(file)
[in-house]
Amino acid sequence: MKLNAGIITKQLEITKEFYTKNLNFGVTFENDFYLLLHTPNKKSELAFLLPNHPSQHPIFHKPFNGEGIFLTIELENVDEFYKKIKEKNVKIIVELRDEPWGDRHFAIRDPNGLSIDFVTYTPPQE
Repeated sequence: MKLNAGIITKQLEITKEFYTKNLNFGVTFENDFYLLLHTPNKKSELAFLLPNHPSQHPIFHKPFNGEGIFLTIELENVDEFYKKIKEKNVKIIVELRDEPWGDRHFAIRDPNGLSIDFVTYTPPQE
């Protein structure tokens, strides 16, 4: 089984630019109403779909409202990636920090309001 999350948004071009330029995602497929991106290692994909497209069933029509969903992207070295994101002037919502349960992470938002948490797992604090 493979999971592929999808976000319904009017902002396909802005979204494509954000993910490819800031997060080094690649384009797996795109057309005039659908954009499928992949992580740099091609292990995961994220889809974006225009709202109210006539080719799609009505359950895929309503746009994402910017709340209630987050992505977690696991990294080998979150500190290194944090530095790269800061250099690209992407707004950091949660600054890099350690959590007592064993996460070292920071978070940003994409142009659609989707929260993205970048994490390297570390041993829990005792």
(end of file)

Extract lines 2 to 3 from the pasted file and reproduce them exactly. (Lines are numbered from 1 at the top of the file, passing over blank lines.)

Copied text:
Amino acid sequence: MKLNAGIITKQLEITKEFYTKNLNFGVTFENDFYLLLHTPNKKSELAFLLPNHPSQHPIFHKPFNGEGIFLTIELENVDEFYKKIKEKNVKIIVELRDEPWGDRHFAIRDPNGLSIDFVTYTPPQE
Repeated sequence: MKLNAGIITKQLEITKEFYTKNLNFGVTFENDFYLLLHTPNKKSELAFLLPNHPSQHPIFHKPFNGEGIFLTIELENVDEFYKKIKEKNVKIIVELRDEPWGDRHFAIRDPNGLSIDFVTYTPPQE